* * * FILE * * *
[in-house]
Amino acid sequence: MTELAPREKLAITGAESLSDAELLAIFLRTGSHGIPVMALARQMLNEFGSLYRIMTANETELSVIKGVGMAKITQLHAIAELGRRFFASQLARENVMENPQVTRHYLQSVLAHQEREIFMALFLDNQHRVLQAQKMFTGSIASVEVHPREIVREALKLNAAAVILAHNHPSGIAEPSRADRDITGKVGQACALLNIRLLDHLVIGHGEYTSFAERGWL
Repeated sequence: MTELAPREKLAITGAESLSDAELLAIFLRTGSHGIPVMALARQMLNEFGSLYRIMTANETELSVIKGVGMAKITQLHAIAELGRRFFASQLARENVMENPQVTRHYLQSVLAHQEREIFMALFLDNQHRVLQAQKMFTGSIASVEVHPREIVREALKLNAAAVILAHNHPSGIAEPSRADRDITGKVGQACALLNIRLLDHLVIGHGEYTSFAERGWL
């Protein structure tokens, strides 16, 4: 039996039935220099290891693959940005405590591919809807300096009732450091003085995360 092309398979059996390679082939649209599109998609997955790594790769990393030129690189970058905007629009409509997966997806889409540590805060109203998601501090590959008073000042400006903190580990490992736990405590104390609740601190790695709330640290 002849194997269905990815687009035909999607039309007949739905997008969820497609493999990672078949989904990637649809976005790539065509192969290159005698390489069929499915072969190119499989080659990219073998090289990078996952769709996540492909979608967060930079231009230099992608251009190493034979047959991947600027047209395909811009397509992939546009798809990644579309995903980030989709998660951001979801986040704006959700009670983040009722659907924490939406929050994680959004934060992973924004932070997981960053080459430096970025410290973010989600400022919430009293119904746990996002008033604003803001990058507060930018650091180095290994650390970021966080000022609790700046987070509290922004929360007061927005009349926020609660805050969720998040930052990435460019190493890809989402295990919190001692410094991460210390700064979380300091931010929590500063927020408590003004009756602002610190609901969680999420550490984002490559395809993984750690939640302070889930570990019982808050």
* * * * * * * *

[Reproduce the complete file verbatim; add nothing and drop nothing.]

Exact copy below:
[in-house]
Amino acid sequence: MTELAPREKLAITGAESLSDAELLAIFLRTGSHGIPVMALARQMLNEFGSLYRIMTANETELSVIKGVGMAKITQLHAIAELGRRFFASQLARENVMENPQVTRHYLQSVLAHQEREIFMALFLDNQHRVLQAQKMFTGSIASVEVHPREIVREALKLNAAAVILAHNHPSGIAEPSRADRDITGKVGQACALLNIRLLDHLVIGHGEYTSFAERGWL
Repeated sequence: MTELAPREKLAITGAESLSDAELLAIFLRTGSHGIPVMALARQMLNEFGSLYRIMTANETELSVIKGVGMAKITQLHAIAELGRRFFASQLARENVMENPQVTRHYLQSVLAHQEREIFMALFLDNQHRVLQAQKMFTGSIASVEVHPREIVREALKLNAAAVILAHNHPSGIAEPSRADRDITGKVGQACALLNIRLLDHLVIGHGEYTSFAERGWL
């Protein structure tokens, strides 16, 4: 039996039935220099290891693959940005405590591919809807300096009732450091003085995360 092309398979059996390679082939649209599109998609997955790594790769990393030129690189970058905007629009409509997966997806889409540590805060109203998601501090590959008073000042400006903190580990490992736990405590104390609740601190790695709330640290 002849194997269905990815687009035909999607039309007949739905997008969820497609493999990672078949989904990637649809976005790539065509192969290159005698390489069929499915072969190119499989080659990219073998090289990078996952769709996540492909979608967060930079231009230099992608251009190493034979047959991947600027047209395909811009397509992939546009798809990644579309995903980030989709998660951001979801986040704006959700009670983040009722659907924490939406929050994680959004934060992973924004932070997981960053080459430096970025410290973010989600400022919430009293119904746990996002008033604003803001990058507060930018650091180095290994650390970021966080000022609790700046987070509290922004929360007061927005009349926020609660805050969720998040930052990435460019190493890809989402295990919190001692410094991460210390700064979380300091931010929590500063927020408590003004009756602002610190609901969680999420550490984002490559395809993984750690939640302070889930570990019982808050």